Pulsed Magnets

Chuck Agosta - Clark University

50 Tesla Magnet

Pulsed magnetic fields have always been rare in comparison to DC fields, particularly with the advent of superconducting magnets. Access to fields over 20 tesla, however, is still restricted to national facilities and pulsed field laboratories. We have shown that for a modest investment, a single PI can have daily access to fields up to 51 T. In the US our laboratory is the only pulsed-field university facility that has been active for the last 20 years. In our system, the magnet sits in liquid nitrogen. The He-4 Dewar is small, because it only has to cool the sample, in our case a simple one shot He-3 refrigerator. The result is that we can run our experiment on 4-8 liters of helium a day, at temperatures below 1 K, while sweeping our field to well over 30 T.
Our 50 tesla magnet built in Leuven by the group of Fritz Herlach.

The above magnet was designed and built at the Katholike University in Leuven, Belgium by the group of Fritz Herlach. Pulsed magnets of this type are unique devices that are designed to withstand impulsive forces with energies similar to a stick of dynamite.
We build these magnets To contain the tremendous forces in these magnets we wind fiberglass, or some other strong fiber wound after each layer of copper wire, and impregnetate the magnetts in epoxy. A picture of a section of a magnet is shown below.
A section of a failed magnet that we built at Clark. The magnet failed at about 40 tesla.
As an illustration of the forces involved during a routine high field pulse, a destroyed test magnet is pictured below. This all copper test magnet was designed to withstand magnetic fields up to 30 tesla. Cracks began developing on the edges of the epoxy impregnated reinforcement after 40-50 full field (30T) pulses. The upper limit in magnetic field was then determined by increasing the energy into the magnet until the reinforcement failed. A field of 34 tesla was determined to be the break point for this design. Knowing the break points of a particular design is valuable so that normal operational energies can be kept safely below the failure point, minimizing damage to cryogenic equipment placed in the center of the magnet.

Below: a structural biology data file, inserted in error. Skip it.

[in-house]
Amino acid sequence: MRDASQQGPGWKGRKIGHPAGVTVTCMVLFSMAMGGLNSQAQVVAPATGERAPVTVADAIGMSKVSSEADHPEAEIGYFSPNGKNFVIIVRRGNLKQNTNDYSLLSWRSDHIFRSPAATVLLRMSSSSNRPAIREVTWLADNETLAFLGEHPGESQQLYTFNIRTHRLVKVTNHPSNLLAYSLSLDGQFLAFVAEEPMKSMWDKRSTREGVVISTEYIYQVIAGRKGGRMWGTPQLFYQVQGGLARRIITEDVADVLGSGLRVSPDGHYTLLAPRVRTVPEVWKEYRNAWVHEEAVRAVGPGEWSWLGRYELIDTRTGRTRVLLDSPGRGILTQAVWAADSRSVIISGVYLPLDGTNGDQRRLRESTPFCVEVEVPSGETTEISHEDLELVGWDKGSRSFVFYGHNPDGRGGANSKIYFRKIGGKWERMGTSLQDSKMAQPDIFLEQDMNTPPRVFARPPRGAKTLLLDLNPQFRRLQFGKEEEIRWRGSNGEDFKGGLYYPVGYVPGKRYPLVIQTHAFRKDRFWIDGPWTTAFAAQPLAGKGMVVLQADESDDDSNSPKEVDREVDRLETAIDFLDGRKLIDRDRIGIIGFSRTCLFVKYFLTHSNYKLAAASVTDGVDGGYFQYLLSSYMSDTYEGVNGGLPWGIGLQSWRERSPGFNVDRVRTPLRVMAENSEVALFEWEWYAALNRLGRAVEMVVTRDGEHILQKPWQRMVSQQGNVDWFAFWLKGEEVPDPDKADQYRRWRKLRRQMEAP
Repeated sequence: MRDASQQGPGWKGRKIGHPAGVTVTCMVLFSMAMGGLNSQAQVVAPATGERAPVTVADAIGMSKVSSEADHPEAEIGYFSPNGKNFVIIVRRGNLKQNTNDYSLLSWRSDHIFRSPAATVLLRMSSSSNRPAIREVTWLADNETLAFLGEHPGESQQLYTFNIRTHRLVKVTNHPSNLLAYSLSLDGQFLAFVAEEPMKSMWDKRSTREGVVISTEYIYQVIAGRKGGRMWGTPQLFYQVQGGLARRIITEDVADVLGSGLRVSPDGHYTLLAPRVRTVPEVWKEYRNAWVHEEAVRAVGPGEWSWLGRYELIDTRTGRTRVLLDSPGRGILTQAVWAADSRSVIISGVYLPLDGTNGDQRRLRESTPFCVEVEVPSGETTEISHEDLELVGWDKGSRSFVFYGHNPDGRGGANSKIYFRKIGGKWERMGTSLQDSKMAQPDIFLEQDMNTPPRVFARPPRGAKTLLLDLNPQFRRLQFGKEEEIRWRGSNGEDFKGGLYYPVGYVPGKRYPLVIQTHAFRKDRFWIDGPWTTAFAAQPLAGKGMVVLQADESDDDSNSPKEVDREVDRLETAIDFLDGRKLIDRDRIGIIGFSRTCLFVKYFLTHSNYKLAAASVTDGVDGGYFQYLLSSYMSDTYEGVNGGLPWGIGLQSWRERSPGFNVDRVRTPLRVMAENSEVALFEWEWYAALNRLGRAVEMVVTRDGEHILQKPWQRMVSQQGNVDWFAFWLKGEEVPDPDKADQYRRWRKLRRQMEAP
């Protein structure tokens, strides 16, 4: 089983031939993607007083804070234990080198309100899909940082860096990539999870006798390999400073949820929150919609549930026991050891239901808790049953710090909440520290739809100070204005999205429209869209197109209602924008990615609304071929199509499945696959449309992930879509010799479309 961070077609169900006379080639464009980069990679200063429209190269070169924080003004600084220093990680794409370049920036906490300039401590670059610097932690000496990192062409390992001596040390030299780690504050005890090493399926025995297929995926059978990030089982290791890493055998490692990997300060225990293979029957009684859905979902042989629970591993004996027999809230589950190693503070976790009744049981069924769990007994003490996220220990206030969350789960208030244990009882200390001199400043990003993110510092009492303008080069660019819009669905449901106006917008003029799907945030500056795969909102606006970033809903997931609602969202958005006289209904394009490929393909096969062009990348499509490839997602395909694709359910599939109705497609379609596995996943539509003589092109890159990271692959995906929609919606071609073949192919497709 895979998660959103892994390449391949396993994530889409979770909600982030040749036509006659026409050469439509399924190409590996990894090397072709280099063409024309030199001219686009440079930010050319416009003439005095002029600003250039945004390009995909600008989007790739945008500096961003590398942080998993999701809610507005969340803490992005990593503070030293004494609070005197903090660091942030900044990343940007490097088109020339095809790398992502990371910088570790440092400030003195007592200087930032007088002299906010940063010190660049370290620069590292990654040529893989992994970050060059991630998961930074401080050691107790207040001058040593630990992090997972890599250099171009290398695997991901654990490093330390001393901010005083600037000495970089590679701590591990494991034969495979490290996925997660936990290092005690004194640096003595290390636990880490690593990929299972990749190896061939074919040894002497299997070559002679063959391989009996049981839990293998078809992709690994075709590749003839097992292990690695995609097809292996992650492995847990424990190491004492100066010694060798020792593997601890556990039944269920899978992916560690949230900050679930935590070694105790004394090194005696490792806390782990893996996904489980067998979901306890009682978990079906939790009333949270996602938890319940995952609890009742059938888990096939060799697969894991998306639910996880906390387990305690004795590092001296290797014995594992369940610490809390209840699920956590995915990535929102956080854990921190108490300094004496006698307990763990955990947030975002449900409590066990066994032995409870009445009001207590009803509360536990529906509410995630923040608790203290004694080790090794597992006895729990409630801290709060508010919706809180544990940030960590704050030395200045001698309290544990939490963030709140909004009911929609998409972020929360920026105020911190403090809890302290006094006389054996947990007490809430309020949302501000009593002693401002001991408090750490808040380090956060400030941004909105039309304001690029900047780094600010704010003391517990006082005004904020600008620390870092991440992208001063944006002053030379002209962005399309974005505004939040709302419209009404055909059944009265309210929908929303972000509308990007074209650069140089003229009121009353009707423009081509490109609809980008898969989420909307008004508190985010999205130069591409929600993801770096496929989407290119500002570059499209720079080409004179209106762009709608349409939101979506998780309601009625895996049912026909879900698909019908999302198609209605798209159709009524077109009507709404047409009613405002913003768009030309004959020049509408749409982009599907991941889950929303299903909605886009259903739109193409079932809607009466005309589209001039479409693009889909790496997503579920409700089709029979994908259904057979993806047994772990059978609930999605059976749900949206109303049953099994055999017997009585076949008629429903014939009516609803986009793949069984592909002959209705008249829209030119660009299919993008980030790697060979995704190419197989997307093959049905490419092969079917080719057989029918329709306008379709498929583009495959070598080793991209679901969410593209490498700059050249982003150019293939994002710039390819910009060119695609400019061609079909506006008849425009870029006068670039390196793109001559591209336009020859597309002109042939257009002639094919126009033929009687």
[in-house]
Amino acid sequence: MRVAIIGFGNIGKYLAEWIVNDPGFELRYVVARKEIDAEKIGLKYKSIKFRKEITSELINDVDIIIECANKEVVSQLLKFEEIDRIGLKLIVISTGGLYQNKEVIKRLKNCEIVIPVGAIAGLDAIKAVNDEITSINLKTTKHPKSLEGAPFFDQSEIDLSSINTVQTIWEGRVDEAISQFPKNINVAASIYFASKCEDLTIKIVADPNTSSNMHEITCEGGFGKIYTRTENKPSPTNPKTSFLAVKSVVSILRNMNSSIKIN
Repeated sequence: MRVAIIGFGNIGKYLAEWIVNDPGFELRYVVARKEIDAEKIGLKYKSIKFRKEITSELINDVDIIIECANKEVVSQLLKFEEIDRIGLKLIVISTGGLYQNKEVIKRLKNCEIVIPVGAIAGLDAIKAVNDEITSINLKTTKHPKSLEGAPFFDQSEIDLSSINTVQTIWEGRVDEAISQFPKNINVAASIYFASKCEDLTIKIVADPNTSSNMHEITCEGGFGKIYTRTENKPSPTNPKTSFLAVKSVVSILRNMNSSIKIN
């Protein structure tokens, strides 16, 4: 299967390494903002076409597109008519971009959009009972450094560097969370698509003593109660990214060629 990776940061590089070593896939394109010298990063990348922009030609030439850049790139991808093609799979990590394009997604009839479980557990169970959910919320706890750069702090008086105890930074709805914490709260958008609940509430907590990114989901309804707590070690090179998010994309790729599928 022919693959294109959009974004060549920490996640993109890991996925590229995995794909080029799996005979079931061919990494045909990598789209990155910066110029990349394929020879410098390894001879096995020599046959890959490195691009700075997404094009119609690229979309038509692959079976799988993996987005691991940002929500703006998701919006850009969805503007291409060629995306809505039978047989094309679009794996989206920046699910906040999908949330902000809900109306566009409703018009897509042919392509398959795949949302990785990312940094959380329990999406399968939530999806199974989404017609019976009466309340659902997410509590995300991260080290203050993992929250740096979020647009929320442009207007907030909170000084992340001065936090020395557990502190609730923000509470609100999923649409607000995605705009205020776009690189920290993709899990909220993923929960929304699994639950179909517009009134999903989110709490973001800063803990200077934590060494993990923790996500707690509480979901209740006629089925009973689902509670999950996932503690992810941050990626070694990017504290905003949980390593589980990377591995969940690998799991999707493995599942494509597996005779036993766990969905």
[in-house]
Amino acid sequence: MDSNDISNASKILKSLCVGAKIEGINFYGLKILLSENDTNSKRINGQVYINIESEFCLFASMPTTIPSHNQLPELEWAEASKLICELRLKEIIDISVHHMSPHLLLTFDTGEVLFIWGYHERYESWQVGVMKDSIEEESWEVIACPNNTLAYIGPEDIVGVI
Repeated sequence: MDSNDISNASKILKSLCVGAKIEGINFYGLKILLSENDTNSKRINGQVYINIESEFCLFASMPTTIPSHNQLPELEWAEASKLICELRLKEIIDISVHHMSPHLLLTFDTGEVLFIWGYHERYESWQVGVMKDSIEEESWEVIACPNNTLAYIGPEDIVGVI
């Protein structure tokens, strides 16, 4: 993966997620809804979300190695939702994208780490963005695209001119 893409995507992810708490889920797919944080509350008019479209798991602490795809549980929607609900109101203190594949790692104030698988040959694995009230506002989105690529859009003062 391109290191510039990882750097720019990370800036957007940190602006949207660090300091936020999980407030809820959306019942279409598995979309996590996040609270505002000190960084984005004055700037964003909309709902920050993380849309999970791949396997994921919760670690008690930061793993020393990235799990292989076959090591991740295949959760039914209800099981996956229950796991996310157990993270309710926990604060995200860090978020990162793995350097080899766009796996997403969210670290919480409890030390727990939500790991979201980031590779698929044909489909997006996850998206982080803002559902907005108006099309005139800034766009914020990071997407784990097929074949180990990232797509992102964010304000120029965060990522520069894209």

The energy for the pulsed magnet comes from a capacitor bank. Our full bank can store 500 kJ of energy at 5000 Volts. Capacitors are ideal for this purpose because they can release their energy very quickly, and naturally produce a sinusoidal pulse shape when connected to an inductive coil, the magnet. Or capacitor bank is shown below.
Two sets of capacitors store a total or 500 kJ of energy. The blue power supply on the left can produce 2 amps at 6000 volts.

Throghput. One of the advantages of pulsed magnets is the potential throughput. After a pulsed the energy from the capacitor bank mostly goes intot the magnet raising its temperature above were it started at 77 K. Depending on the size of the magnet pulse our magnets take 50 minutes to cool after a 50 T shot and 15 minutes to cool after a 30 T shot. This allows us to do many shots a day. As an example in one experiment we managed 195 magnet sweeps over a period of nine days.

1 Fritz Herlach, Charles C. Agosta, Ria Bogaerts, Willy Boon, Igne Deckers, Alain Keyser, Neil Harrison, Alexander Lagutin, Liang Li, Lieven Trappeniers, Johan Vanacken, Luc Van Bockstal, Ann Van Esch, "Experimental techniques for pulsed magnetic fields," Physica B, 216, 161 (1996).
2 T. Coffey, Z. Bayindir, J. F. DeCarolis, M. Bennett, G. Esper, and C. C. Agosta, "Measuring radio frequency properties of materials in pulsed magnetic fields with a tunnel diode oscillator," Rev. Sci. Instrum., 71 4600 (2000).
Last updated 24 Jan 2019